…is a common mantra among
real estate agents who have long lived with stringent
disclosure laws and responsibilities. With enforcement
action beginning against public companies for unfair
disclosure, investment relations professionals are
quickly learning that the mantra may work for them too.
A case in point is Seibel
Systems, which has recently faced action by the SEC for
violating the Fair Disclosure act by disclosing
information to a select group of investment
professionals,. An important aspect of the investigation
is that the watchdog organization was tipped off to the
violation by a media report.
This is an example of why
public companies need to be more careful than ever about
how they discuss their business. By simply making
optimistic business comments to investment groups
without webcasting the discussion and thus making it
available to anyone who wants to log in, a company can
be accused of violating the act.
Many IR professionals are
just now beginning to understand the scope of the rule,
as enforcement actions begin to give the law some depth.
The Fair Disclosure act - a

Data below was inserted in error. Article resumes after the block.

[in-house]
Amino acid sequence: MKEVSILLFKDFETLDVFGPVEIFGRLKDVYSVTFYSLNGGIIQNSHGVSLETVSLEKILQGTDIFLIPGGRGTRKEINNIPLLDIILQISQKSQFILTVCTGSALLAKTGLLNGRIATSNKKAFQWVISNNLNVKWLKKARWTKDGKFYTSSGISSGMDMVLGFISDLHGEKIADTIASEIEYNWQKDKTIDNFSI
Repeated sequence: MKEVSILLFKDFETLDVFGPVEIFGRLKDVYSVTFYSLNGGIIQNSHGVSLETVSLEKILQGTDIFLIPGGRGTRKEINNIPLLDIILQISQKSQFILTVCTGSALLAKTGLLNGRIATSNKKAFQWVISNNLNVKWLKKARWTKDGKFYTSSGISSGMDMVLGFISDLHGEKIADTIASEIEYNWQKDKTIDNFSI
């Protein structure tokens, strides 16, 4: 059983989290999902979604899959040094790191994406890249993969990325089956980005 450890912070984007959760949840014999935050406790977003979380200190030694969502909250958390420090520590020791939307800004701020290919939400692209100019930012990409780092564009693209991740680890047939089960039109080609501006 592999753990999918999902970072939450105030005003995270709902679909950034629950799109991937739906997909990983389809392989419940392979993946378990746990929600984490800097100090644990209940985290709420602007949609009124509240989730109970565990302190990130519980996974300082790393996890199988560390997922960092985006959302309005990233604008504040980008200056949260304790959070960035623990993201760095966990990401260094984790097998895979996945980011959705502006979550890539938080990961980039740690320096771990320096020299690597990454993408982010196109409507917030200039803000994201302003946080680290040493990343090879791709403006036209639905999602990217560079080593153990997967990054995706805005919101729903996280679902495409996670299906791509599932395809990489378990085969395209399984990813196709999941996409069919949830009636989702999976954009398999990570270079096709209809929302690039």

close cousin to insider trading rules - was written to
provide a level playing field between institutional
investors and individual investors. Prior to the rule,
companies could have conference calls with institutional
analysts that excluded shareholders and the general
The rule states that
whenever a publicly held company (or its representative)
discloses any material non-public information, that
company must make the information available to the
public simultaneously. This has brought an explosion in
the use of webcasting for investment meetings, because
webcasting can be a very cost-effective way to meet the
If a company or
representative makes any relevant information available
unintentionally, as in a slip of the tongue at a private
meeting, then that information must be made public
How vague and ambiguous can
the rule become? The answer will be determined as
current and future enforcement actions are adjudicated.
In one case, Motorola has been charged with violating
the rule, but the SEC understands that it was done under
legal counsel, and is taking that into account.
professionals who are interested in more information on
Reg. FD and its impact on public companies, click
here for the SEC fact sheet.